RARE NOIR 2 proved to have shorter "coattails" into the FNF re-incursion into foreign noir last year. Only THE HOUSEMAID (Korea) was re-programmed from #2, whereas SALON MEXICO, PALE FLOWER (Japan), and BLACK HAIR (also Korea) were brought into the FNF lineup from #1, with ASHES AND DIAMONDS (Poland) having appeared in our 2016 MIDCENTURY ECLECTIC lineup. Take note, however: in her recent essay at the Criterion channel, Imogen Smith, writing about "dance in noir," spends a good bit of time discussing THE WILD, WILD ROSE (1960, Hong Kong), which was a big hit at RARE NOIR #1--don't be surprised if it should wind up in a future FNF international noir lineup.
Rough order of audience preference--A RARE NOIR IS GOOD TO FIND 2
Posted by Don Malcolm on 5/9/2017, 9:06 am
Another intriguing, whirlwind set of four days of A RARE NOIR IS GOOD TO FIND 2 concluded last night with the outrageous Oriental double bill CASH CALLS HELL (1966, Japan) and THE HOUSEMAID (1960, South Korea). After once again demonstrating their incredible stamina (a total of eight films on Saturday and Sunday), the Roxie audience was able to relax a bit and quickly found themselves mesmerized by contrasting lead performances from Tatsuya Nakadai (brooding) and Eun-Shim Lee (histrionically possessed).
One undercurrent of the festival was a proposition by the programmer that audiences would get beyond the notion of the "anointed" film via exposure to a series of other, much lesser-known works made in roughly the same time frame and with similar themes. The two acknowledged classics, ODD MAN OUT (1947, UK) and BITTER RICE (1949, Italy) were received with great respect...but they did not dominate or overshadow the rare films that accompanied them.
Interesting--and most gratifying--was the high audience regard for the Belgian "arthouse noir" SEAGULLS ARE DYING IN THE HARBOR (1955), a beautiful, brooding film with a unique combination of visual and narrative logic. It was wonderful to watch the audience engage with this film for the first time, giving it its full chance to dig under the viewer's skin as its indelible locations (in and around midcentury Antwerp) worked to maximum advantage in delivering a poignant tale of loneliness and isolation. It was another indication that the collective experience of a film viewed on a large screen will evoke the full power of the cinematic experience and confer it on an audience.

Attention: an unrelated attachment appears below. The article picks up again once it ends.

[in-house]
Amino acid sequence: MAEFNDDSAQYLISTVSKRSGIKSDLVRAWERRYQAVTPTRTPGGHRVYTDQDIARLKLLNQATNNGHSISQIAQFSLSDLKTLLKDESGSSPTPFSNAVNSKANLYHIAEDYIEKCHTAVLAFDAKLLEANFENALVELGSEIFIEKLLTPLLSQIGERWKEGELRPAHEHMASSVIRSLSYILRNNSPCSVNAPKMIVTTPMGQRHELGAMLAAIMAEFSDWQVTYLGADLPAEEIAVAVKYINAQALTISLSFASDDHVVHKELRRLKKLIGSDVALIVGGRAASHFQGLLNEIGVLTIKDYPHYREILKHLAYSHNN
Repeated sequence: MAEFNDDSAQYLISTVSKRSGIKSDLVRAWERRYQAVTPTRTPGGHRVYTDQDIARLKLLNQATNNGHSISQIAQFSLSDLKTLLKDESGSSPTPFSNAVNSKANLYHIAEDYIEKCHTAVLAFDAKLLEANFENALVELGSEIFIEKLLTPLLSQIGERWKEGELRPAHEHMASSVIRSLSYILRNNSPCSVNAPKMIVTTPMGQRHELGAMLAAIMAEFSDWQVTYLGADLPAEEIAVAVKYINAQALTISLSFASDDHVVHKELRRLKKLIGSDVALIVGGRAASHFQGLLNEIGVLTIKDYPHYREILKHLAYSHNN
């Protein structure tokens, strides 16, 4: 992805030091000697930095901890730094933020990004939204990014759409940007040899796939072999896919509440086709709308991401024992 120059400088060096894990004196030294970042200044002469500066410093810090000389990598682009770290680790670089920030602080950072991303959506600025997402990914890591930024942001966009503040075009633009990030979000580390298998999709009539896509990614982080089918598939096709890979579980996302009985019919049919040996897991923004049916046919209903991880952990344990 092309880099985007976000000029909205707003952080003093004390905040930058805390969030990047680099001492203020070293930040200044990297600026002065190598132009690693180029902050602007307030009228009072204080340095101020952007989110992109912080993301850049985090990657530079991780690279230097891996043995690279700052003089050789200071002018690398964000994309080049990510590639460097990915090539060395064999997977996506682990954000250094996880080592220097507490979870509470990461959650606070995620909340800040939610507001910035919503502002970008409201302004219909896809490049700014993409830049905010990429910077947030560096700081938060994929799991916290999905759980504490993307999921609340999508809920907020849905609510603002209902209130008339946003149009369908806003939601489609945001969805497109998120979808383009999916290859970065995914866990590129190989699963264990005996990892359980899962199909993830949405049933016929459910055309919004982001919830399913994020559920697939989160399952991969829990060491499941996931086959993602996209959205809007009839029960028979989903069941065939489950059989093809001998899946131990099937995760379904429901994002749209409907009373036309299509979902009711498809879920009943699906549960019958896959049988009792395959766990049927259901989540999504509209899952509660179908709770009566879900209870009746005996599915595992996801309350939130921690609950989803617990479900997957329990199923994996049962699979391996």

The rough order of preference, based on a series of informal surveys with an ongoing subset of the festival audience, is as follows:
Seagulls Are Dying in the Harbor
Cash Calls Hell
Odd Man Out
In the Name of the Law
Camino del Infierno
Audience response indicated that they are most moved and involved by stories whose plots reveal character nuances as they play out. Some films do this transcendently (SEAGULLS), others do it thanks to expertly crafted character through lines (CASH CALLS, IN THE NAME OF THE LAW), while others use ensemble narrative and highly accomplished cinematography to fully exploit their location setting and achieve a visual rhythm (ODD MAN OUT, BITTER RICE).
The two films in the series that provided the least of this narrative interplay--STRANGE ENCOUNTER and PETLA--did not rise to the same level of audience regard. PETLA, a beautifully filmed and courageously acted story of a man in the final throes of fighting alcohol addiction, just doesn't provide enough story elements for the audience to fully engage with the protagonist. As such, its grimness winds up overpowering everything else.
Overall, the films in RARE NOIR 2 graded out in the range g 8.5-8.75/10. Requests for re-screening of rare films (SEAGULLS, CASH CALLS, CAIRO STATION, IN THE NAME OF THE LAW, KRAKATIT) definitely indicate that the programmer was onto something in his "flail around the world" approach. Don't be surprised to see a subsequent RARE NOIR series with these five along with the best from the earlier RARE NOIR show in a "best of" engagement that will also showcase 4-6 more rare noir treasures from around the world.